Difference between revisions of "Chernobyl"

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[[Image:Chornobyl radiation96.jpg|200px|right|thumb|Radiation-affected areas from the Chernobyl nuclear power plant as of 1996]]
 
[[Image:Chornobyl radiation96.jpg|200px|right|thumb|Radiation-affected areas from the Chernobyl nuclear power plant as of 1996]]
In April 1986, Chernobyl (Chornobyl in Ukrainian) was an obscure city on the Pripiat River in north-central [[Ukraine]]. Almost incidentally, its name was attached to the V.I. [[Lenin]] Nuclear Power Plant located about twenty-five kilometers upstream.  
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In April 1986, '''Chernobyl''' (Chornobyl in Ukrainian) was an obscure city on the Pripiat River in north-central [[Ukraine]]. Almost incidentally, its name was attached to the V.I. [[Lenin]] Nuclear Power Plant located about twenty-five kilometers upstream.  
  
 
On April 26, the city's anonymity vanished forever when, during a test at 1:21 A.M., the No. 4 reactor exploded and released thirty to forty times the radioactivity of the [[atomic bomb]]s dropped on [[Hiroshima]] and [[Nagasaki]]. Thirty- one lives were lost immediately. The world first learned of history's worst nuclear accident from [[Sweden]], where abnormal radiation levels were registered at one of its nuclear facilities.  
 
On April 26, the city's anonymity vanished forever when, during a test at 1:21 A.M., the No. 4 reactor exploded and released thirty to forty times the radioactivity of the [[atomic bomb]]s dropped on [[Hiroshima]] and [[Nagasaki]]. Thirty- one lives were lost immediately. The world first learned of history's worst nuclear accident from [[Sweden]], where abnormal radiation levels were registered at one of its nuclear facilities.  

Revision as of 18:09, 12 November 2007

Radiation-affected areas from the Chernobyl nuclear power plant as of 1996

In April 1986, Chernobyl (Chornobyl in Ukrainian) was an obscure city on the Pripiat River in north-central Ukraine. Almost incidentally, its name was attached to the V.I. Lenin Nuclear Power Plant located about twenty-five kilometers upstream.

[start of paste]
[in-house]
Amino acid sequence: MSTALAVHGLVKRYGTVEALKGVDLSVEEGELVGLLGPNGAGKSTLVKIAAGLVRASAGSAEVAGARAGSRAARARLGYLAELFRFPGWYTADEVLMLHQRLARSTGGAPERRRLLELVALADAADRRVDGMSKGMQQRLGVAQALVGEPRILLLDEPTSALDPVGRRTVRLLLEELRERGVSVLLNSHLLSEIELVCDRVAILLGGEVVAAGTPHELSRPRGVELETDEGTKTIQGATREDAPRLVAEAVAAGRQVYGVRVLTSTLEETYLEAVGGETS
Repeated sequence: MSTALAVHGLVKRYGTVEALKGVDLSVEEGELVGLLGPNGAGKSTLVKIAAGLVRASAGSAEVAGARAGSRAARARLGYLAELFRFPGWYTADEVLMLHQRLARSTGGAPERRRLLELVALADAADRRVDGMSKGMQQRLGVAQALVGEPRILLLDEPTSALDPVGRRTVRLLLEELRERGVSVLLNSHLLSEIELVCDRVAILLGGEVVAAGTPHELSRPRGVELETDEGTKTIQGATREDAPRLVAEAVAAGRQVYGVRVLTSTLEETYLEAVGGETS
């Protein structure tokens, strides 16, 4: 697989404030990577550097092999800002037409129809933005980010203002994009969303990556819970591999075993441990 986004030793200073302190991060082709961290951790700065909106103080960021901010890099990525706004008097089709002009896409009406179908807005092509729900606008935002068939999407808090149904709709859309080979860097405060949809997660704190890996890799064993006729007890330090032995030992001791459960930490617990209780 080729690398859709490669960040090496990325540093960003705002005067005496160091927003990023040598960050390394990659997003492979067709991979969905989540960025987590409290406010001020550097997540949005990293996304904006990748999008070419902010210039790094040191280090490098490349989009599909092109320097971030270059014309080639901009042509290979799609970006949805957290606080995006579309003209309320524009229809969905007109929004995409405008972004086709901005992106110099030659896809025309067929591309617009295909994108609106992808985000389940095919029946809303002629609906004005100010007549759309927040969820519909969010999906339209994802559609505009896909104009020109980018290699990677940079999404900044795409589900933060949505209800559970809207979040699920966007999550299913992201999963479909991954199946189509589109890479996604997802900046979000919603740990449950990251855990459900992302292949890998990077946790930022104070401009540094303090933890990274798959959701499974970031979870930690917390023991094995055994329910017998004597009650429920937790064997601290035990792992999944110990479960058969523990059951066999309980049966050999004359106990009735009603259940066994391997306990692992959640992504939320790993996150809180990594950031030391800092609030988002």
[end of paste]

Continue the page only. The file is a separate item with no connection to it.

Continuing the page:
On April 26, the city's anonymity vanished forever when, during a test at 1:21 A.M., the No. 4 reactor exploded and released thirty to forty times the radioactivity of the atomic bombs dropped on Hiroshima and Nagasaki. Thirty- one lives were lost immediately. The world first learned of history's worst nuclear accident from Sweden, where abnormal radiation levels were registered at one of its nuclear facilities.

Though hardly ranking as one of the greatest industrial accidents of all time, the impact of Chernobyl disaster was wildly exaggerated. Hundreds of thousands of Ukrainians, Russians, and Belorussians were forced to abandon entire cities and settlements within the thirty-kilometer zone of extreme contamination. Billions of rubles have been spent to relocate communities and decontaminate the rich farmland.

The biggest documented health problem has been depression due to people fearing the worst of predictions. [1]

Estimates vary, but it is likely that some 3 million people, more than 2 million in Belarus alone, are still living in contaminated areas. The city of Chernobyl is still inhabited by almost 10,000 people.

Chernobyl has become a metaphor not only for the horror of uncontrolled nuclear power but also for the collapsing Soviet system and its reflexive secrecy and deception, disregard for the safety and welfare of workers and their families, and inability to deliver basic services such as health care and transportation, especially in crisis situations. The Chernobyl catastrophe derailed what had been an ambitious nuclear power program and formed a fledgling environmental movement into a potent political force in Russia as well as a rallying point for achieving Ukrainian and Belorussian independence in 1991. The Chernobyl plant was in partial operation since the accident until fully shut down in 1993.

Notes

  1. Alongside radiation-induced deaths and diseases, the report labels the mental health impact of Chernobyl as “the largest public health problem created by the accident” and partially attributes this damaging psychological impact to a lack of accurate information. These problems manifest as negative self-assessments of health, belief in a shortened life expectancy, lack of initiative, and dependency on assistance from the state. Chernobyl: the true scale of the accident

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